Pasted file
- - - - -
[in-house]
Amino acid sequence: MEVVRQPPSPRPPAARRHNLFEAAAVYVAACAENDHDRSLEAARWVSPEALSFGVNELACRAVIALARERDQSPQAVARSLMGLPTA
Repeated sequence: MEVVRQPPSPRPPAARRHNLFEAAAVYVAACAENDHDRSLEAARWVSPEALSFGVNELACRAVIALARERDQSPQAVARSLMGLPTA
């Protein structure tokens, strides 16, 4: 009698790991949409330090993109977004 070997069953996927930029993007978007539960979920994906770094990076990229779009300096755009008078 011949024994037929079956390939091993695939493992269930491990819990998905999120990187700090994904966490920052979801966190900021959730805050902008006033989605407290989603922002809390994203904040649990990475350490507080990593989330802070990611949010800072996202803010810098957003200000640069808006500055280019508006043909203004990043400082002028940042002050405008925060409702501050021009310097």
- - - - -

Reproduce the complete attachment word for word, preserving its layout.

[in-house]
Amino acid sequence: MEVVRQPPSPRPPAARRHNLFEAAAVYVAACAENDHDRSLEAARWVSPEALSFGVNELACRAVIALARERDQSPQAVARSLMGLPTA
Repeated sequence: MEVVRQPPSPRPPAARRHNLFEAAAVYVAACAENDHDRSLEAARWVSPEALSFGVNELACRAVIALARERDQSPQAVARSLMGLPTA
């Protein structure tokens, strides 16, 4: 009698790991949409330090993109977004 070997069953996927930029993007978007539960979920994906770094990076990229779009300096755009008078 011949024994037929079956390939091993695939493992269930491990819990998905999120990187700090994904966490920052979801966190900021959730805050902008006033989605407290989603922002809390994203904040649990990475350490507080990593989330802070990611949010800072996202803010810098957003200000640069808006500055280019508006043909203004990043400082002028940042002050405008925060409702501050021009310097």